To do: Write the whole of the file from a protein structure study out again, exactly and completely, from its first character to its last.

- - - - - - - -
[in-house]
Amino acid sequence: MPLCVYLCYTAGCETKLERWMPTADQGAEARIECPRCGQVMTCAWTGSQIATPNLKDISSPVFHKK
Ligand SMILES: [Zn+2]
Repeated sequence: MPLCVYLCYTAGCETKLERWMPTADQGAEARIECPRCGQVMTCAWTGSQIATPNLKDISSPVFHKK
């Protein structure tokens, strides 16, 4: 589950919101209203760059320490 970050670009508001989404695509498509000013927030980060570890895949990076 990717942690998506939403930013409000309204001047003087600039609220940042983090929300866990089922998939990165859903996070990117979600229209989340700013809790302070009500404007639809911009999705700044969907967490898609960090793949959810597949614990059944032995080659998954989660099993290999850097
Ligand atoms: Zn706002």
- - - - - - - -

[in-house]
Amino acid sequence: MPLCVYLCYTAGCETKLERWMPTADQGAEARIECPRCGQVMTCAWTGSQIATPNLKDISSPVFHKK
Ligand SMILES: [Zn+2]
Repeated sequence: MPLCVYLCYTAGCETKLERWMPTADQGAEARIECPRCGQVMTCAWTGSQIATPNLKDISSPVFHKK
């Protein structure tokens, strides 16, 4: 589950919101209203760059320490 970050670009508001989404695509498509000013927030980060570890895949990076 990717942690998506939403930013409000309204001047003087600039609220940042983090929300866990089922998939990165859903996070990117979600229209989340700013809790302070009500404007639809911009999705700044969907967490898609960090793949959810597949614990059944032995080659998954989660099993290999850097
Ligand atoms: Zn706002």